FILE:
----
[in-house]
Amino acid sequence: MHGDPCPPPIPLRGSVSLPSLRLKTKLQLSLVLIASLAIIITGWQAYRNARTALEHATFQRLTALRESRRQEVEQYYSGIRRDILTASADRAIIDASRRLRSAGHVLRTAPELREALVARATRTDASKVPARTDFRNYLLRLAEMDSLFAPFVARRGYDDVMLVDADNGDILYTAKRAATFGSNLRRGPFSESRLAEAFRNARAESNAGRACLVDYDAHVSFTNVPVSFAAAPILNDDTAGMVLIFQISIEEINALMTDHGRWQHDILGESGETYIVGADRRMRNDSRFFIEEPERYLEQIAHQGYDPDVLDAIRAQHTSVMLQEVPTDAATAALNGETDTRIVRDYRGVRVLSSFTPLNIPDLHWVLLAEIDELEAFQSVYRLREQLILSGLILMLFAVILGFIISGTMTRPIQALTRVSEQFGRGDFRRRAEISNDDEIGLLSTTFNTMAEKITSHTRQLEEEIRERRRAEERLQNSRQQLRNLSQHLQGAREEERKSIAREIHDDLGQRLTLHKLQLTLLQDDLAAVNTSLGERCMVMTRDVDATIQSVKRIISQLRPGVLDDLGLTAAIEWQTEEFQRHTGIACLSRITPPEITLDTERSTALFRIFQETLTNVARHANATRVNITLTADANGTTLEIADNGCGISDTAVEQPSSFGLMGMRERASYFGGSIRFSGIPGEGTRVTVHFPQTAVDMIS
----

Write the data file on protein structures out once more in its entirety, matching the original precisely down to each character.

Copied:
[in-house]
Amino acid sequence: MHGDPCPPPIPLRGSVSLPSLRLKTKLQLSLVLIASLAIIITGWQAYRNARTALEHATFQRLTALRESRRQEVEQYYSGIRRDILTASADRAIIDASRRLRSAGHVLRTAPELREALVARATRTDASKVPARTDFRNYLLRLAEMDSLFAPFVARRGYDDVMLVDADNGDILYTAKRAATFGSNLRRGPFSESRLAEAFRNARAESNAGRACLVDYDAHVSFTNVPVSFAAAPILNDDTAGMVLIFQISIEEINALMTDHGRWQHDILGESGETYIVGADRRMRNDSRFFIEEPERYLEQIAHQGYDPDVLDAIRAQHTSVMLQEVPTDAATAALNGETDTRIVRDYRGVRVLSSFTPLNIPDLHWVLLAEIDELEAFQSVYRLREQLILSGLILMLFAVILGFIISGTMTRPIQALTRVSEQFGRGDFRRRAEISNDDEIGLLSTTFNTMAEKITSHTRQLEEEIRERRRAEERLQNSRQQLRNLSQHLQGAREEERKSIAREIHDDLGQRLTLHKLQLTLLQDDLAAVNTSLGERCMVMTRDVDATIQSVKRIISQLRPGVLDDLGLTAAIEWQTEEFQRHTGIACLSRITPPEITLDTERSTALFRIFQETLTNVARHANATRVNITLTADANGTTLEIADNGCGISDTAVEQPSSFGLMGMRERASYFGGSIRFSGIPGEGTRVTVHFPQTAVDMIS